POLYGONAL FRACTURES IN OOID GRAINSTONES OF CAT ISLAND, BAHAMAS: A UNIQUE SEDIMENTARY STRUCTURE IN CARBONATE DEPOSITS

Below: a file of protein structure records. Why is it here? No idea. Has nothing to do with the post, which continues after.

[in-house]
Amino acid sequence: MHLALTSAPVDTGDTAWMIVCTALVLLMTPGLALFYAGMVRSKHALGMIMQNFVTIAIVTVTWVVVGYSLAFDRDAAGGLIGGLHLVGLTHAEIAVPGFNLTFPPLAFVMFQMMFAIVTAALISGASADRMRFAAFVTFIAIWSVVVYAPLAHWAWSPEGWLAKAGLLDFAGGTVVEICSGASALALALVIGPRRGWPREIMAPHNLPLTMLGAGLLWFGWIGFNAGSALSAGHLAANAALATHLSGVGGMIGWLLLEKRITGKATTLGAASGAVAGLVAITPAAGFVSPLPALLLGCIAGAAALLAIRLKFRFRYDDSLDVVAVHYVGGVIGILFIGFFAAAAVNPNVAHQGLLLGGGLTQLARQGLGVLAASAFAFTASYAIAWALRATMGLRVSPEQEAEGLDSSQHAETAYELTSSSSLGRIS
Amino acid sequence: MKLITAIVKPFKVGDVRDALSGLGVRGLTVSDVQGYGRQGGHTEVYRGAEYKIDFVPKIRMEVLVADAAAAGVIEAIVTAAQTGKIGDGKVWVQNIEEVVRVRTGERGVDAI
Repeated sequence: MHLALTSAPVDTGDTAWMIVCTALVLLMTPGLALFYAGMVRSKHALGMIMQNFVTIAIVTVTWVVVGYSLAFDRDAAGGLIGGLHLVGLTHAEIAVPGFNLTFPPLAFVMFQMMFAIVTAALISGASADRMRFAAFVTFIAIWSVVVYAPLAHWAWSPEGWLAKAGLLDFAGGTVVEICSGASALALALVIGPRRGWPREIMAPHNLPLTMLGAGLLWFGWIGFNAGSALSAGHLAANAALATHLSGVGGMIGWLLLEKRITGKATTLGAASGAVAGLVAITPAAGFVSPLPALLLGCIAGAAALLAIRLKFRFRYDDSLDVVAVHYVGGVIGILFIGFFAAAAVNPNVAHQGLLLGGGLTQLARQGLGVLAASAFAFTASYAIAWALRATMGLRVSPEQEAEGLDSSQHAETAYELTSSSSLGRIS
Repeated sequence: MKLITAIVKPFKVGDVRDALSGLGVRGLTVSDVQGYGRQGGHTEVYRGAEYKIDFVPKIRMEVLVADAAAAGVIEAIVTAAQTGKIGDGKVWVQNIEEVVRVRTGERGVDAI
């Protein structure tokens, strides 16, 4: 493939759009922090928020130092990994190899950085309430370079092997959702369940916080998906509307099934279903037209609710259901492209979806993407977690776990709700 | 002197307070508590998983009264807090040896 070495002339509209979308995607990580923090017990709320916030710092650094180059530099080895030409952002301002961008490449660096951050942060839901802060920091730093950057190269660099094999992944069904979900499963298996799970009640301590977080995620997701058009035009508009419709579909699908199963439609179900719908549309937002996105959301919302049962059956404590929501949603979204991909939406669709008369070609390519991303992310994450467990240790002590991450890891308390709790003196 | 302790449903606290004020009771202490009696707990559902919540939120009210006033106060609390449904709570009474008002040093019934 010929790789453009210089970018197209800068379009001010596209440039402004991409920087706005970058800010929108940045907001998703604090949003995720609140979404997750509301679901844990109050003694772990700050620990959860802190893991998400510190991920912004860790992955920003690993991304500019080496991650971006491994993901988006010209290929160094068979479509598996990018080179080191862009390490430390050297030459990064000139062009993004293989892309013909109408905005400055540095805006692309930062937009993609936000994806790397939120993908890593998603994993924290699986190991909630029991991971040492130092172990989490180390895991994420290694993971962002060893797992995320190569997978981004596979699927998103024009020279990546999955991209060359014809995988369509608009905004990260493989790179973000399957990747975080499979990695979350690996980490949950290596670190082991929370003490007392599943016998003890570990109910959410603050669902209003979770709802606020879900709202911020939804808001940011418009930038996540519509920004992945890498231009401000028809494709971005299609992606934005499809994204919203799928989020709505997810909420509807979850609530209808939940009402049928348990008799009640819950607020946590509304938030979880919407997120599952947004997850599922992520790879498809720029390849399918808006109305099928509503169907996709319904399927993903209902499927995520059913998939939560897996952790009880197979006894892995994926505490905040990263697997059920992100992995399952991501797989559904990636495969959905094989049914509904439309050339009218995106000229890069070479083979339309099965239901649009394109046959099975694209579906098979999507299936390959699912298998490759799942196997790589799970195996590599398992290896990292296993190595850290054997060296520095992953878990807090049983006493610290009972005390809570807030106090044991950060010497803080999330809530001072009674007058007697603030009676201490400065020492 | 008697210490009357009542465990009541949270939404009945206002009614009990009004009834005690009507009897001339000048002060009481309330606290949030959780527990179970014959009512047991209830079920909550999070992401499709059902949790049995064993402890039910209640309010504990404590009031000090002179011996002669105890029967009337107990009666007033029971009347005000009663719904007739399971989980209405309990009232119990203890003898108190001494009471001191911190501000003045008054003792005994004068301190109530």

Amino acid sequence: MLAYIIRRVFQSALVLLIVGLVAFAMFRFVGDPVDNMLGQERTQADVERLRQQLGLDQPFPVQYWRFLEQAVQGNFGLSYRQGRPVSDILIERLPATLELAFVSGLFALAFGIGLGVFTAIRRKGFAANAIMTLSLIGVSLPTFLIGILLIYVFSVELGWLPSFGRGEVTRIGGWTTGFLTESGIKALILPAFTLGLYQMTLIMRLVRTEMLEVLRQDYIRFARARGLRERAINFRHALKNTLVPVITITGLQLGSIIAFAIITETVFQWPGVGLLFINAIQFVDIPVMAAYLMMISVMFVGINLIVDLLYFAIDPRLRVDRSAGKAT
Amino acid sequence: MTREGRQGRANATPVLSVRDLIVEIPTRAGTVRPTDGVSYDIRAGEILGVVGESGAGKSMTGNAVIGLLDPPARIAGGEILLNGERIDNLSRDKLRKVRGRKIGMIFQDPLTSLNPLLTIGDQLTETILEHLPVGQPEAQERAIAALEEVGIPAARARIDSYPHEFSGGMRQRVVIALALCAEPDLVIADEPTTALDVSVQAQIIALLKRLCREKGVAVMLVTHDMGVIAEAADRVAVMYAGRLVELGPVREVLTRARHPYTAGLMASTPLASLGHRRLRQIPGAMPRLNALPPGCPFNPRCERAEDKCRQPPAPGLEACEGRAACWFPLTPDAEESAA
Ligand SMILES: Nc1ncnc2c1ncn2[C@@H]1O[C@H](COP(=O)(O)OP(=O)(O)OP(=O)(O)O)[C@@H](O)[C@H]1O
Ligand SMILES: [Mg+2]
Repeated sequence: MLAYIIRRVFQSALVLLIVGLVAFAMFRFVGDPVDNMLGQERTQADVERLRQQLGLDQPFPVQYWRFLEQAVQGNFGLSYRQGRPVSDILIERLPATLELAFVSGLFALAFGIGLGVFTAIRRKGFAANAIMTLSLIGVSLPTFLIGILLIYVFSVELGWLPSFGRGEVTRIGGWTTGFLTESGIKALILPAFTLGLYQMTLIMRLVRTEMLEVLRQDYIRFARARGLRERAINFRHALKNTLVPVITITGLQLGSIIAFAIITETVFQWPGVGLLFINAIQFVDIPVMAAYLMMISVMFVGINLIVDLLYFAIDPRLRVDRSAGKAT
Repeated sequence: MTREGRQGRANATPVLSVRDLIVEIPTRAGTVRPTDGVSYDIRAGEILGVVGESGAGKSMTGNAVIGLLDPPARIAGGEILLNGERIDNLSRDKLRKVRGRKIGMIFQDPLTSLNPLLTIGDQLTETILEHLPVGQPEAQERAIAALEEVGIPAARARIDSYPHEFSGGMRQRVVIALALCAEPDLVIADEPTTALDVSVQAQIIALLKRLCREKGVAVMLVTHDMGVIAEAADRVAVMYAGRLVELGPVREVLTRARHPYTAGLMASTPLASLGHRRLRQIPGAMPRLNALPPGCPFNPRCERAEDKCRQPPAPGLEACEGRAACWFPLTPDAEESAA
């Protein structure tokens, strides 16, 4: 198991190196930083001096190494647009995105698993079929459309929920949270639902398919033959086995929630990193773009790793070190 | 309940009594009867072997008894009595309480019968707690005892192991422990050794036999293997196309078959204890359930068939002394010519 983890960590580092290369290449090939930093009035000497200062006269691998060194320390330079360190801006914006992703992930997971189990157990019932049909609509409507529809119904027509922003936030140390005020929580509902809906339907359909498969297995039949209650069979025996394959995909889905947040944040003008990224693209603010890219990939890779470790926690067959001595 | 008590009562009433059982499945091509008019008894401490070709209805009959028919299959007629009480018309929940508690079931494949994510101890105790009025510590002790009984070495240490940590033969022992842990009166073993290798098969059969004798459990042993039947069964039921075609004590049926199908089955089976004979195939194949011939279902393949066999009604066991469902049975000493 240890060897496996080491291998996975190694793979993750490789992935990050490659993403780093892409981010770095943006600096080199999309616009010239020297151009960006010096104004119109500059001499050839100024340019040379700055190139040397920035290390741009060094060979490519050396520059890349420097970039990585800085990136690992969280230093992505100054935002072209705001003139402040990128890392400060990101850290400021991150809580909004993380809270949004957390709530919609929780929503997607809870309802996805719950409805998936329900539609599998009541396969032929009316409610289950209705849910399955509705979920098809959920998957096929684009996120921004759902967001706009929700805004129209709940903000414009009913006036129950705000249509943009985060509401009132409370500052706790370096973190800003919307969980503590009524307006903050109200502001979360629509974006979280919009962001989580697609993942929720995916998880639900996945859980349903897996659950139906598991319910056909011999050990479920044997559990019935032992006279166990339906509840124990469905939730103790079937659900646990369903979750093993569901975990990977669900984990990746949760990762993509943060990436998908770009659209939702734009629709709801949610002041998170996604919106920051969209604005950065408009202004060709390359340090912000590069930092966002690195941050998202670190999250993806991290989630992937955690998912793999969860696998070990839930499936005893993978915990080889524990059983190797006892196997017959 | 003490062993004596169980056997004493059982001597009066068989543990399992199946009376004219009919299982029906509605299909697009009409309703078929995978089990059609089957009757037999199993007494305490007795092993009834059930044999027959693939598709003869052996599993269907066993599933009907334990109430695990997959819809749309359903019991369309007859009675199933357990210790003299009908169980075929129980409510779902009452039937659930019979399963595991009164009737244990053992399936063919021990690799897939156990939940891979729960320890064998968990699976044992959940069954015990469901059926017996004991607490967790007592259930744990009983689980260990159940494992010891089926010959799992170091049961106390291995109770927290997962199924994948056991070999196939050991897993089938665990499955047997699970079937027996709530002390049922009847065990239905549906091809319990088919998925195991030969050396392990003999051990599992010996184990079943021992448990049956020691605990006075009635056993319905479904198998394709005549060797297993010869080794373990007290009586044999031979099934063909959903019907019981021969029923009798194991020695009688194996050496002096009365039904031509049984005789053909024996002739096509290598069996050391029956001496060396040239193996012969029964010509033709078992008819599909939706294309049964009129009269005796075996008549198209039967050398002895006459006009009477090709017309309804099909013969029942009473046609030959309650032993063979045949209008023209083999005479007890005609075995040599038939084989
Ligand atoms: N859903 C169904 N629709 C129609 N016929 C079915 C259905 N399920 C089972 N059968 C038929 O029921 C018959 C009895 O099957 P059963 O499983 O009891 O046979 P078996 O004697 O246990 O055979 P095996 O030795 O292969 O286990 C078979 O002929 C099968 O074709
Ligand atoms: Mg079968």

To determine the possible causes of fracturing, we conducted laboratory experiments on ooid-rich beach sand from Alligator Point. The sand was placed in a clear glass container to dry at room temperature. Drying resulted in polygonal fracturing of the sediment surface similar to that observed in the field. These results were reproduced by moistening the sand with deionized water and allowing it to dry in layers 1, 3 and 5 cm thick. Our laboratory observations suggest that the polygonal fractures form by stresses generated by the reduction of interparticle porosity and re-packing of sand due to the loss of cohesion between grains during drying. These fractures are readily preserved by rapid lithification of carbonate sand. It is therefore somewhat surprising that such features have been rarely documented from other localities. In part this may be because such sedimentary structures could easily be mistaken for mudcracks. The paucity of documented examples of polygonal fractures in mud-free carbonate deposits suggests that the formation of this unique sedimentary structure may require sediment that consists of well-sorted, well-rounded spherical sand grains in areas subject to desiccation unlike the texturally and compositionally more heterogeneous skeletal and peloidal sediment common elsewhere in the Holocene of the Bahamas.